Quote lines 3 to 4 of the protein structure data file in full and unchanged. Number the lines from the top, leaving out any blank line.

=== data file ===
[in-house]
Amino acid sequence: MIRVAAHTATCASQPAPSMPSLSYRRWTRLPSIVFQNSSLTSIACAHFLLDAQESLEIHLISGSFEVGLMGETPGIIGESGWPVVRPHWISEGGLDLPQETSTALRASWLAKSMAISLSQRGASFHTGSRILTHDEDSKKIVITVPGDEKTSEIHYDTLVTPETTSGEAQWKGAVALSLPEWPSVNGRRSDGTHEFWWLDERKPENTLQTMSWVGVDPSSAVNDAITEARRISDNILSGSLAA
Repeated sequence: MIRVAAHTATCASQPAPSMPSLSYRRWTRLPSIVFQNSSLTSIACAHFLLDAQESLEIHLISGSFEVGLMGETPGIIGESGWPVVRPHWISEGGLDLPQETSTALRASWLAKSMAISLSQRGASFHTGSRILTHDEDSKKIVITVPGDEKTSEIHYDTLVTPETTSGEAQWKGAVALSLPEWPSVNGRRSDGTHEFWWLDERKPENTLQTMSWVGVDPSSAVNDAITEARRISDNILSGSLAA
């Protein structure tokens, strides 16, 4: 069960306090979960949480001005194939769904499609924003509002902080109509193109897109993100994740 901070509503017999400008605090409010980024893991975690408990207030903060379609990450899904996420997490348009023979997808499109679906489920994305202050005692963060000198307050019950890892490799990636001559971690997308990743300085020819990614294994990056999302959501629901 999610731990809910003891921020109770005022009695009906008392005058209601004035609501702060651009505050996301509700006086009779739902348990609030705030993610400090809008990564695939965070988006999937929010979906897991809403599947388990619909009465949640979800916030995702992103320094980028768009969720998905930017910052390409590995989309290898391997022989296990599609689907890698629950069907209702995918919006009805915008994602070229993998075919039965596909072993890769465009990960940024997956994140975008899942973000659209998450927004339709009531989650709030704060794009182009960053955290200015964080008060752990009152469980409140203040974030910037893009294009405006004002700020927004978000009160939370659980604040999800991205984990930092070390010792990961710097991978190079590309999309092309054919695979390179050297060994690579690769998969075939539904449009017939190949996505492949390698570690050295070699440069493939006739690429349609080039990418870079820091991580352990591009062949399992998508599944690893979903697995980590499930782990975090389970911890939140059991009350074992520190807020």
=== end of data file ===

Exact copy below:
Repeated sequence: MIRVAAHTATCASQPAPSMPSLSYRRWTRLPSIVFQNSSLTSIACAHFLLDAQESLEIHLISGSFEVGLMGETPGIIGESGWPVVRPHWISEGGLDLPQETSTALRASWLAKSMAISLSQRGASFHTGSRILTHDEDSKKIVITVPGDEKTSEIHYDTLVTPETTSGEAQWKGAVALSLPEWPSVNGRRSDGTHEFWWLDERKPENTLQTMSWVGVDPSSAVNDAITEARRISDNILSGSLAA
């Protein structure tokens, strides 16, 4: 069960306090979960949480001005194939769904499609924003509002902080109509193109897109993100994740 901070509503017999400008605090409010980024893991975690408990207030903060379609990450899904996420997490348009023979997808499109679906489920994305202050005692963060000198307050019950890892490799990636001559971690997308990743300085020819990614294994990056999302959501629901 999610731990809910003891921020109770005022009695009906008392005058209601004035609501702060651009505050996301509700006086009779739902348990609030705030993610400090809008990564695939965070988006999937929010979906897991809403599947388990619909009465949640979800916030995702992103320094980028768009969720998905930017910052390409590995989309290898391997022989296990599609689907890698629950069907209702995918919006009805915008994602070229993998075919039965596909072993890769465009990960940024997956994140975008899942973000659209998450927004339709009531989650709030704060794009182009960053955290200015964080008060752990009152469980409140203040974030910037893009294009405006004002700020927004978000009160939370659980604040999800991205984990930092070390010792990961710097991978190079590309999309092309054919695979390179050297060994690579690769998969075939539904449009017939190949996505492949390698570690050295070699440069493939006739690429349609080039990418870079820091991580352990591009062949399992998508599944690893979903697995980590499930782990975090389970911890939140059991009350074992520190807020």